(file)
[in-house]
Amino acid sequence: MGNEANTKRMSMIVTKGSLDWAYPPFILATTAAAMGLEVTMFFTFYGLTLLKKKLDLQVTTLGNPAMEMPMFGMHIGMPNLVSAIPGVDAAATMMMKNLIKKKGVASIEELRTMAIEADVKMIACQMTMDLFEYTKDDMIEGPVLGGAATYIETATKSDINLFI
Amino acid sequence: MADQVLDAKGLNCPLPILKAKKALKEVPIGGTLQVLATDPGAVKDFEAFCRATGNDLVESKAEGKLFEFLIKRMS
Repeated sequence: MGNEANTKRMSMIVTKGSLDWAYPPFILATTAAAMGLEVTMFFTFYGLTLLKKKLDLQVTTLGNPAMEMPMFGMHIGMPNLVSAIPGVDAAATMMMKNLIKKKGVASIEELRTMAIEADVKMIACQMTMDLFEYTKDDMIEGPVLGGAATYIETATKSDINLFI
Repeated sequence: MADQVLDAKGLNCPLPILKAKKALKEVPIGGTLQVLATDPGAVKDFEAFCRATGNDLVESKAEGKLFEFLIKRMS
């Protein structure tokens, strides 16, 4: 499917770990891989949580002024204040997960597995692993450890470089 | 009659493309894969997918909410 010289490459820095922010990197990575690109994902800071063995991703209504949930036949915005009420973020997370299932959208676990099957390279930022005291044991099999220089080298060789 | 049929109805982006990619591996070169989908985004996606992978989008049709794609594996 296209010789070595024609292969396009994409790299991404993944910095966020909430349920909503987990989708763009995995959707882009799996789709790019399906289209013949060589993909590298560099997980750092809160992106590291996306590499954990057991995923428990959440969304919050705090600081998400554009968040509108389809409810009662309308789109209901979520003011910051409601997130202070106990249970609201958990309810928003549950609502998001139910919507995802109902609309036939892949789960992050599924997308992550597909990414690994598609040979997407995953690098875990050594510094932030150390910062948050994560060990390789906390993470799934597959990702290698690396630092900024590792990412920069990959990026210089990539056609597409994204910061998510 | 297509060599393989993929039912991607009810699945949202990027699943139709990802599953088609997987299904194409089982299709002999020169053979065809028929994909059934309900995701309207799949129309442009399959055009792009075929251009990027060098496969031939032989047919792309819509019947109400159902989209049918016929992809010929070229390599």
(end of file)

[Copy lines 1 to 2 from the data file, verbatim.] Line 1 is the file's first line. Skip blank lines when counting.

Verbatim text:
[in-house]
Amino acid sequence: MGNEANTKRMSMIVTKGSLDWAYPPFILATTAAAMGLEVTMFFTFYGLTLLKKKLDLQVTTLGNPAMEMPMFGMHIGMPNLVSAIPGVDAAATMMMKNLIKKKGVASIEELRTMAIEADVKMIACQMTMDLFEYTKDDMIEGPVLGGAATYIETATKSDINLFI